Test Code: 4525CPT: 82310
|Use||Measurement of calcium is used in the diagnosis and treatment of parathyroid disease, a variety of bone diseases, chronic renal disease and tetany (intermittent muscular contractions or spasms). Calcium levels may also reflect abnormal vitamin D or protein levels.|
|Clinical Utility||Although more than 99% of body calcium exists in bones and teeth, it is the calcium in blood which is of most concern clinically. The bones serve as a reservoir to maintain relative constancy of serum calcium by releasing calcium when required to prevent hypocalcemia and trapping calcium to prevent excessively high levels of serum calcium. The uptake and release of calcium from bone is under the control of parathyroid hormone, vitamin D, calcitonin and adrenal cortical steroids.2 Calcium ions are important in the transmission of nerve impulses, as a cofactor in several enzyme reactions, in the maintenance of normal muscle contractility, and in the process of coagulation.
A significant reduction in calcium ion concentration in blood results in muscle tetany.Impaired function of the parathyroid glands or impaired vitamin-D synthesis can also lead to low caclium values. Chronic renal failure is also frequently associated with hypocalcemia due to decreased vitamin-D synthesis as well as hyperphosphatemia and skeletal resistance to the action of parathyroid hormone (PTH). A characteristic symptom of hypocalcemia is latent or manifest tetany and osteomalacia.3
A higher than normal concentration of calcium ions produces lowered neuromuscular excitability and muscle weakness along with other more complex symptoms. Often, the primary cause is hyperparathyroidism (pHPT) or bone metastasis of carcinoma of the breast, prostate, thyroid gland, or lung.4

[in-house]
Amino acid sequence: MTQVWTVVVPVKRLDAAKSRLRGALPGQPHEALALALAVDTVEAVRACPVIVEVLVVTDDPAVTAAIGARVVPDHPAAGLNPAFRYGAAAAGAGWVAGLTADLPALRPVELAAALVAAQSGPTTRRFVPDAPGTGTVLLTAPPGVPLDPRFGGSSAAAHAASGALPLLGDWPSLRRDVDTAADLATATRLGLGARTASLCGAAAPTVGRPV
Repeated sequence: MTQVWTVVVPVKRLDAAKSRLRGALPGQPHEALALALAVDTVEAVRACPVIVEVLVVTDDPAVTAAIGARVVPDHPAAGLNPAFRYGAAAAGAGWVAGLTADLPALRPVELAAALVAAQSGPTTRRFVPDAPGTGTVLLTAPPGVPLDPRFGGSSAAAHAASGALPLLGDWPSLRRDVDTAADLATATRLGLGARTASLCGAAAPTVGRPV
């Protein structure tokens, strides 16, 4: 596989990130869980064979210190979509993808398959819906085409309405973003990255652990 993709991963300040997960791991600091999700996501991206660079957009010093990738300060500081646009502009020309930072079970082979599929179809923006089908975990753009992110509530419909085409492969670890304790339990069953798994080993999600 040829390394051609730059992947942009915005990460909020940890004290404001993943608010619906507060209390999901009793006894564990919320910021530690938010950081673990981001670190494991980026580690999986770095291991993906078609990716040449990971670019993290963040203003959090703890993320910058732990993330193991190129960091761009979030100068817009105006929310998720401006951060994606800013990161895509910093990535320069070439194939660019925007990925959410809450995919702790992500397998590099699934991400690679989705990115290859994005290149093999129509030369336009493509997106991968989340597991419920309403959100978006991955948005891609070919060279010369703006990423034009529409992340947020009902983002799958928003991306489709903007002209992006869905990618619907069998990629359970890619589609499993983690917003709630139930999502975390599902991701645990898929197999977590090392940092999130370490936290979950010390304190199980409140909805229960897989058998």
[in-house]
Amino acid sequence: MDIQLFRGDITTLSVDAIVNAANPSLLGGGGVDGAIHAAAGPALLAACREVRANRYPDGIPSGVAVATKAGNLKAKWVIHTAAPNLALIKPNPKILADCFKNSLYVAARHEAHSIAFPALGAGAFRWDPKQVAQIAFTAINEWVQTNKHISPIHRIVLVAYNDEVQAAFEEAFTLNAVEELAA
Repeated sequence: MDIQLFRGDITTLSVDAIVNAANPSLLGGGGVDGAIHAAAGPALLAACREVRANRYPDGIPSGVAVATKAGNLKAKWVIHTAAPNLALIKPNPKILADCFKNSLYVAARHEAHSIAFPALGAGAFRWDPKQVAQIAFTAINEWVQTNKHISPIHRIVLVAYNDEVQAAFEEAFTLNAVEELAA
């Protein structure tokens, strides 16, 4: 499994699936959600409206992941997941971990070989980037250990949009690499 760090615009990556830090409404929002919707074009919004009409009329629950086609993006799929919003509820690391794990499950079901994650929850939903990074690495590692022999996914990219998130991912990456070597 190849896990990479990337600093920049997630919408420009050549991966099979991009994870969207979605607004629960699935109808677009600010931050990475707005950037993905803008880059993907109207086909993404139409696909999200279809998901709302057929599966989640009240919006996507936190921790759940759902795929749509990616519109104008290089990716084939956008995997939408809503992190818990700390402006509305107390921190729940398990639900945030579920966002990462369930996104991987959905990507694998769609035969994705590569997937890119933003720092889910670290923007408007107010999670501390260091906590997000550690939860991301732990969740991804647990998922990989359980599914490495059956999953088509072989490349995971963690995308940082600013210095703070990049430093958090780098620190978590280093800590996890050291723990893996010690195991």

|Intended Patient Population||18+ and Older Adult Males & Females|
|Patient Preparation||None Specified|
|Tube||Red, Green, Tiger|
|Volume||4mL Whole Blood (1mL Serum/Plasma)|
|Min Sample Volume||0.1 mLs|
|Reference Ranges||M & F ≥ 18 yrs old; 8.6-10.3 mg/dL|
|Analytical Measurement Range||5-20 mg/dL|
|Critical Values||≤ 6.5 ≥ 13.0 mg/dL|
|Test Methodology||Quantitative Spectrophotometry|
|Test Turnaround Time||1 Day|
|Limitations||Sodium citrate, EDTA, and NaF potassium oxalate interfere|
|Specimen Stability||7 Days RT
7 Days RF
|Reject Criteria||Gross Hemolysis, Gross Lipemia, Sodium citrate, EDTA, and NaF potassium oxalate interfere|
|Laboratory Developed Test (LDT)||Yes|
|References||1. Tietz Textbook of Clinical Chemistry. Edited by CA Burtis, ER Ashwood. Philadelphia, WB Saunders Company, 1999
2. Llach F, Felsenfeld AJ, Haussler MR. The pathophysiology of altered calcium metabolism in rhabdomyolysis-induced acute renal failure. Interactions of parathyroid hormone, 25-hydroxycholecalciferol, and 1,25-dihydroxycholecalciferol. N Engl J Med. 1981 Jul 16; 305(3):117-123.
3.Baldwin TE, Chernow B: Hypocalcemia in the ICU. J Crit Illness 1987;2:9-16
4. Strewler GJ, Nissenson RA. Hypercalcemia in malignancy. West J Med. 1990 Dec; 153(6):635-640 (review).